So, once per day, I check this list, look at trade forums on BeerAdvocate and then have someone grab the beer for me. But I’m not a jerk about it. It’s a fine line between using people and being nice and making favors worth the time of the friend who is helping you out. The key here is to make friends with people outside of beer. Yeah, I know that’s a challenge 🙂

At breweries like Cigar City, Russian River, Bruery, Alesmith and Alpine, I have regular “mules”. One of my coworkers in Belgium picks up beer for me throughout the year when I ping him about releases and saves a box for my yearly trip there. I have a guy who lives 5 minutes from Bell’s brewery and another who walks past Founder’s on his way to work. Another friend in Indiana who loves craft beer but usually just orders what’s on tap and hits a lot of brew pubs and will ping me once a month to see if there’s anything he should by that’s just released and asks me if I need him to grab something for me. Most of these friends have 3,6 or 12 Styrofoam shippers that I paid for with my UPS account details and they invoice me via Paypal for what bottles they grab for me + a percentage finders fee which is usually about 15% of each bottle cost.

I’m still looking for a friend near Crooked Stave and Jester King. *wink wink*


The short end of this is that you should find friends near breweries you love, make sure they aren’t on BeerAdvocate’s trade forums realizing that the Bell’s Black Note they just picked up for you is worth 4 KHUs (King Henry Units) and then send them a styrofoam shipper because packing beer is hard work and give them your FedEx account number. Make each muling operation worth their time and for most people, I don’t bug them except 2 times per year at max. My friend near Russian River did 2 12-styros this year for me. One for Beatification + others and the most recent one, Framboise for a Cure + others. I pay her a little extra per bottle and I pay shipping.

What’s so funny to see in trade forums is that hysteria about a new beer release followed by a ton of outrageous offers to score one and then ranting threads where ISOers complain that politics and winning trades is more important than sharing beer. Inside the echo chamber, there are a lot of people wasting a lot of time slaying whales. The key here is well placed mules and friendships with people who are willing to hook you up.

I’m not saying that having mules is any cheaper than trading. In fact, without a bit of self control, muling is MORE expensive than trading. I got 6 Framboise for a Cure instead of just 1 and, since it’s a 12 bottle shipper, we added a few more bottles. Just getting Framboise for a Cure could have taken a 1-2 Vermont beers but i chose to buy more than I needed. The same goes for my friend at Cigar City. It’s hard not to send him some Paypal every time there’s a new release and suddenly, a 6-unit shipper is full of beers that you didn’t really care about to begin with but because the hype was so strong you had to have it.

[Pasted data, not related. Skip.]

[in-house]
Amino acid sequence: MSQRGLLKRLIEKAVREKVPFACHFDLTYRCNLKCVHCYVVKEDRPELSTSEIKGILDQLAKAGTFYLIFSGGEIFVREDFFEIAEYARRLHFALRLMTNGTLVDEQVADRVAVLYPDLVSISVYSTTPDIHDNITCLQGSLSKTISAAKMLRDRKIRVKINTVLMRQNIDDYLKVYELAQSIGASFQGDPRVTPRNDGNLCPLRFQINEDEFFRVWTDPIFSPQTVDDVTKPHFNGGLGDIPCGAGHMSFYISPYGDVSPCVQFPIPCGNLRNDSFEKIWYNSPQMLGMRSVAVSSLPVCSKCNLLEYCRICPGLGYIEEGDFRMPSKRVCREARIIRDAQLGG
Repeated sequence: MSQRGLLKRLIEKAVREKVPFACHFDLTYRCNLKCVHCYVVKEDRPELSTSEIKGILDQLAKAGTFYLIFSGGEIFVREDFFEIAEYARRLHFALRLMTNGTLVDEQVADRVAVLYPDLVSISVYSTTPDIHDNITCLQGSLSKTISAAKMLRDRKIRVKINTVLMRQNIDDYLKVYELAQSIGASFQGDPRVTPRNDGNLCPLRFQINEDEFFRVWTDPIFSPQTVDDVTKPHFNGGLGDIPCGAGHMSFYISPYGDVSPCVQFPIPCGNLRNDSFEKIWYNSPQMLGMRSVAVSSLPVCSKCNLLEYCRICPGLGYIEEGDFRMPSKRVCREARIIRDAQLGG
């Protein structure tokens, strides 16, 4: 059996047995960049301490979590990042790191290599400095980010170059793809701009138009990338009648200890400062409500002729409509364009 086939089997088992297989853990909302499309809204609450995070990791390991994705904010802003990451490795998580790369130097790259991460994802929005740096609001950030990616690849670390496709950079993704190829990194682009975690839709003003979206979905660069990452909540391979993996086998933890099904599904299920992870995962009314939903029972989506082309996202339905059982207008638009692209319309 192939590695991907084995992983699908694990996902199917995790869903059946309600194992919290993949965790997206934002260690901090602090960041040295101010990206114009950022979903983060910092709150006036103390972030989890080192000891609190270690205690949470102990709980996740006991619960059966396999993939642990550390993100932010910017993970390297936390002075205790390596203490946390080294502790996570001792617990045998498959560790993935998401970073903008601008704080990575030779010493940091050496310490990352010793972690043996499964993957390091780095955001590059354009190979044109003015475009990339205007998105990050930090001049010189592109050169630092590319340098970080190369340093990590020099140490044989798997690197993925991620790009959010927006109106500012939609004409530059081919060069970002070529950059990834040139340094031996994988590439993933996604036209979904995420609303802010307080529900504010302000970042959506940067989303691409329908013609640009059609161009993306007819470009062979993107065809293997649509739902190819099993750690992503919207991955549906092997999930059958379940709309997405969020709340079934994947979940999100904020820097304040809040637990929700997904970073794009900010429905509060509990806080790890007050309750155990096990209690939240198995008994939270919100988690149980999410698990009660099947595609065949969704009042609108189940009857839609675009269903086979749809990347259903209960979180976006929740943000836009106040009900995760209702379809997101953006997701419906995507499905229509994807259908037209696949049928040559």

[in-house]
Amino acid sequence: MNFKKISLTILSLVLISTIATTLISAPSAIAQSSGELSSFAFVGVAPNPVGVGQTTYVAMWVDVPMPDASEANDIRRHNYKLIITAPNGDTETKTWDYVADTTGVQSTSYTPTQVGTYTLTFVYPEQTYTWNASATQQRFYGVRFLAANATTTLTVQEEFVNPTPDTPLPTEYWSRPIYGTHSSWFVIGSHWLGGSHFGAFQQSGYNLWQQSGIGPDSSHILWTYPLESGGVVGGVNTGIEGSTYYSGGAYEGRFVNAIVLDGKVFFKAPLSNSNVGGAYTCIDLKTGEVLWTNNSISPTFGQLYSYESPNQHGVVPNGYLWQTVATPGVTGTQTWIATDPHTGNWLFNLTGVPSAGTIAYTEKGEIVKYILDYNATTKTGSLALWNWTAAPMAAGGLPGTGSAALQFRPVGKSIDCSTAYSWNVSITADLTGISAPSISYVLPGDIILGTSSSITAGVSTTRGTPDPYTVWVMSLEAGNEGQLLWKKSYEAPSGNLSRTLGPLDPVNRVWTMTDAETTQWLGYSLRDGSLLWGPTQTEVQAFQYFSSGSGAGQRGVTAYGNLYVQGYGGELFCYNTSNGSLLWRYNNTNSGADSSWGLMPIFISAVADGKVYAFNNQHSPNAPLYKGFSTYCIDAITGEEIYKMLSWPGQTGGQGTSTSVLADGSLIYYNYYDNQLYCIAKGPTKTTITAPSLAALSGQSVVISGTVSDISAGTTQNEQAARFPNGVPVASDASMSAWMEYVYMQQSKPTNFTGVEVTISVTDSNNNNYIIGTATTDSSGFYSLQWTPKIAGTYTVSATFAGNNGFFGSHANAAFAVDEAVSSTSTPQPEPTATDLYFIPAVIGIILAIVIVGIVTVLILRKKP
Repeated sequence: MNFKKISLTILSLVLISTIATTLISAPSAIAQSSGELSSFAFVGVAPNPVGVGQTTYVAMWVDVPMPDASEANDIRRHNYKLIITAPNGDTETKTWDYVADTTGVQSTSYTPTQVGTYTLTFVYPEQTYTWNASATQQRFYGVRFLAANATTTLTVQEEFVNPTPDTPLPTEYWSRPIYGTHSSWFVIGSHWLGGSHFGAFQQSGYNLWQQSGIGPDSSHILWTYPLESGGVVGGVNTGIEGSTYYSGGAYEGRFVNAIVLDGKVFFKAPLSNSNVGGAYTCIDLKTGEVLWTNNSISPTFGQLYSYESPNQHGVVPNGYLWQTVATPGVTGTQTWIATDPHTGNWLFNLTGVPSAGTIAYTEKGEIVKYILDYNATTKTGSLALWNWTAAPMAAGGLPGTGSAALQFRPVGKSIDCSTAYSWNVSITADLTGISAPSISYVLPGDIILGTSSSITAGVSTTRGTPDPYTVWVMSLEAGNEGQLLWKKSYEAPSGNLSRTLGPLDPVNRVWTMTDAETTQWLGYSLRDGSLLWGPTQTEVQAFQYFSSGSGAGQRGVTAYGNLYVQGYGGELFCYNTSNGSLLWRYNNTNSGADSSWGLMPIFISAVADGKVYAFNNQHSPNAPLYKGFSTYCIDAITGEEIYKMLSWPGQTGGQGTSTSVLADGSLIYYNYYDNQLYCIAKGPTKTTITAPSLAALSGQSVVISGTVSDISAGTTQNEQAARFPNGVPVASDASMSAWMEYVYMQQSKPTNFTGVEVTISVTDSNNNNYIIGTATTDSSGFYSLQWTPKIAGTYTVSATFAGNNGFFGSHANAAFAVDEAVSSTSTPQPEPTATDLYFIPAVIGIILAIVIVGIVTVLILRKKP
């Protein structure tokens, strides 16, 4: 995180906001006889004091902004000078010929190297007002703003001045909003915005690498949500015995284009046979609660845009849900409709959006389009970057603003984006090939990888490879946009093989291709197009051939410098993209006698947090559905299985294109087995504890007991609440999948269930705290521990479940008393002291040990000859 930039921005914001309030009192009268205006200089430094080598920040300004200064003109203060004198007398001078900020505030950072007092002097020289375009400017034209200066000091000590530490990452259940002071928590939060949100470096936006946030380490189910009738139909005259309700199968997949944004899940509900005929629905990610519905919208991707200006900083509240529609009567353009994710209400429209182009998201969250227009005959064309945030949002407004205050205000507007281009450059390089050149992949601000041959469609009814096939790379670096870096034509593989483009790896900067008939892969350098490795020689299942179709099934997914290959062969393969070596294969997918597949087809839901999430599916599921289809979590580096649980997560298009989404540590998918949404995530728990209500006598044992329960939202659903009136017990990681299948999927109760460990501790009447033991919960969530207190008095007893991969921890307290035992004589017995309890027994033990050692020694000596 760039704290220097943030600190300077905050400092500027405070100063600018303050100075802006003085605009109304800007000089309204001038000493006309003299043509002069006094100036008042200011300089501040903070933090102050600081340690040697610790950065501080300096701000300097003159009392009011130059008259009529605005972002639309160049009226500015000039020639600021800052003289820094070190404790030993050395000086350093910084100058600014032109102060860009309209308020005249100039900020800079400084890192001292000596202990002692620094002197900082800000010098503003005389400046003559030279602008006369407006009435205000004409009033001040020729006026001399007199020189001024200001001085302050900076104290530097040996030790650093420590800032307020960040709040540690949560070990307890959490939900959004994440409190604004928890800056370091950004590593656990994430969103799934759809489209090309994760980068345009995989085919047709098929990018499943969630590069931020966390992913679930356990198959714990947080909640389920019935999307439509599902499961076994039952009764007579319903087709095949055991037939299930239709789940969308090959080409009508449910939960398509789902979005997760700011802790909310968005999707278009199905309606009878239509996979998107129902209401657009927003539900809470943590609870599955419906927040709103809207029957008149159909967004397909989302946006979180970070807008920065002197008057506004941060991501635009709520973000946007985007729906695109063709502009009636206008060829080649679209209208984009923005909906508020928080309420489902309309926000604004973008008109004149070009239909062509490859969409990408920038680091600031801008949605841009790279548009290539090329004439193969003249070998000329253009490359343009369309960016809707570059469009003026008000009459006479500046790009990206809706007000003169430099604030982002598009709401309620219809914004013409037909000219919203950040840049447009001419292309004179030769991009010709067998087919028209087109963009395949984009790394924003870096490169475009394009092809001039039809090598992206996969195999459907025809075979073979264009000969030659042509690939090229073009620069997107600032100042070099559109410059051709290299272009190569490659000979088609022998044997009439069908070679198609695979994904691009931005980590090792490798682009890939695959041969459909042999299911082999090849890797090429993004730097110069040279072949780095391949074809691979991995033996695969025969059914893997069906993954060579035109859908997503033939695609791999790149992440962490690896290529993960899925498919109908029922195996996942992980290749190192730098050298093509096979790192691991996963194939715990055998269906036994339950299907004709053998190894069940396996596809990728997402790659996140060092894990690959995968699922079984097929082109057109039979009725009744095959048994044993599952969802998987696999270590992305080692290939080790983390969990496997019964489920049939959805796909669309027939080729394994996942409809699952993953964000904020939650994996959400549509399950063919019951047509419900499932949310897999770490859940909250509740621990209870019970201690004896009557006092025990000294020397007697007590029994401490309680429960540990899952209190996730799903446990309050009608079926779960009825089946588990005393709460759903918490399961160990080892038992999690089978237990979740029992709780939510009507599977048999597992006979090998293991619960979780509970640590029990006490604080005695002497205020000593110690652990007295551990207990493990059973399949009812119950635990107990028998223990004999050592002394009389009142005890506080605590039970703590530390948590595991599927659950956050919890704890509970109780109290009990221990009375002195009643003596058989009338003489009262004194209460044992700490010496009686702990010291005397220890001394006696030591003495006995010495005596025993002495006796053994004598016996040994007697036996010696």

Straight muling is less headache and, with more self control, cheaper than trading. My tip for getting started. Pick your top 5 breweries then search your Facebook friends list for people you know who live within 30 minutes of these breweries. Email them explaining the goal and how you’ll buy them a beer for every package they mail to you and go from there. If your Facebook network is small, find a local forum. City Data’s Forum is full of locals to a lot of top breweries. Local Craiglist want gigs asking for “local artisan crafts” shipped to you will yield a lot of people willing to pick beer up for you…just don’t ask for beer, ask for “craft goods” in your want ad. We should all spend more time curating relationships with people willing to help us out more than trying to fight in the trading game.

Beer trading is fun and I love my regular partners but sometimes, you just want some Bell’s Black Note and my buddy in Michigan said no problem and went to get some for me. Doing an ISO thread for this beer? Forget about it.

Something to think about.